One of the oldest popular traditions in Sicily is  St. Joseph’s Day, whose celebrations take place on March 19th. Sacred and profane mix together during this day, because it’s surely a moment of deep devotion and homage to St. Joseph, but it’s also a folkloristic feast rich in traditions and joyful moments. Although it’s also celebrated throughout Italy, this day has a special meaning for Sicilians. According to legend, during the Middle Ages, Sicily was affected by a terrible drought and famine: many people died of starvation and Sicilians started praying and begging St. Joseph promising him to celebrate his day with the “St. Joseph’s table”, an altar with special foods, flowers and devotional object as their thanksgiving for his great miracle.

St. Joseph’s day is a chance to discover the spiritual character of Sicily and just another great way to live the Sicilian experience. Since March 19th is also Father’s Day in Italy, Sicily could be the perfect destination for an unforgettable family holiday! Our beautiful Family Villas in Sicily are carefully chosen among the others to provide a special comfort for large families or couples with kids.

Today, this holy tradition continues and celebrations’ list is just endless. Several Sicilian town organize their own moving procession with prayers and songs through the ancient streets of the city centre such as the one in Santa Croce Camerina, in the province of Ragusa, or Gangi, near Palermo, together with touching parades, where people ritually shout invocations to the Saint in local Sicilian language. St. Joseph is also the patron saint of Bagheria, beautiful town located a few km away from Palermo, which is particularly renowned for the beauty of its ancient Baroque Villas, and even celebrated twice a year, the second time in August. But especially in Palermo, the most famous tradition of St. Joseph’s Day is absolutely the so-called “Vampa” a huge bonfire settled up inside city’s squares and districts.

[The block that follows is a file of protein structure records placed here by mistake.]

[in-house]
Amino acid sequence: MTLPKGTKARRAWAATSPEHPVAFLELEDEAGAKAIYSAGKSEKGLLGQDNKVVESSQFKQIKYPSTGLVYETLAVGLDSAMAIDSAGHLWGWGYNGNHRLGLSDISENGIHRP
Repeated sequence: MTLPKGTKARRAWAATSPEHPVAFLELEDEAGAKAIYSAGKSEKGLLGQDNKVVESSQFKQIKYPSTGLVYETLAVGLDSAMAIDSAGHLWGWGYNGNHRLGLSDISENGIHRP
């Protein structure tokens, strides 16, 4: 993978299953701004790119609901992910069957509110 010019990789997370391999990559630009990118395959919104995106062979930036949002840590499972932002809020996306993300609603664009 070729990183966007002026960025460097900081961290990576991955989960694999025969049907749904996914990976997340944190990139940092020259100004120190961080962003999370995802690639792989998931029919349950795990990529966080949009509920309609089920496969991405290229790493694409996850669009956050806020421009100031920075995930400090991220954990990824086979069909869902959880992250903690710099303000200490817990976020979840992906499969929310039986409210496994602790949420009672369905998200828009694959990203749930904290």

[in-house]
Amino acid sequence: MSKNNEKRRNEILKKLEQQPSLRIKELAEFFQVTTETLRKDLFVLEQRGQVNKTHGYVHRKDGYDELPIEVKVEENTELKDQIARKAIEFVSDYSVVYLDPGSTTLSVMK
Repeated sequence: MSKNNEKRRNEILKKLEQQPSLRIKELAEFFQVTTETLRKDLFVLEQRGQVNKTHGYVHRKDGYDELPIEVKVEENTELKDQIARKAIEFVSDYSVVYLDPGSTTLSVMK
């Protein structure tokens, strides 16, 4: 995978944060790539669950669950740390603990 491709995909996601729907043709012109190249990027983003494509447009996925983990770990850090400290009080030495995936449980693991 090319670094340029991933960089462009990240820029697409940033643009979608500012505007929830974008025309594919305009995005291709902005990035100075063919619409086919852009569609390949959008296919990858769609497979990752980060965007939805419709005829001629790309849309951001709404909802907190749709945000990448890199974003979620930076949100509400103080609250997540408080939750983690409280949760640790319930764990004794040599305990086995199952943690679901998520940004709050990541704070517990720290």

And of course, as everything in Sicily, even this special day comes with a serie of food traditions: during the celebration, people eat the most popular recipes of the day such as dishes with fava beans but also pasta with “sarde”, St. Joseph’s bread with fennel, but the real “queen” is the sfincia, a soft spongy puffs filled with ricotta and decorated with candied fruit.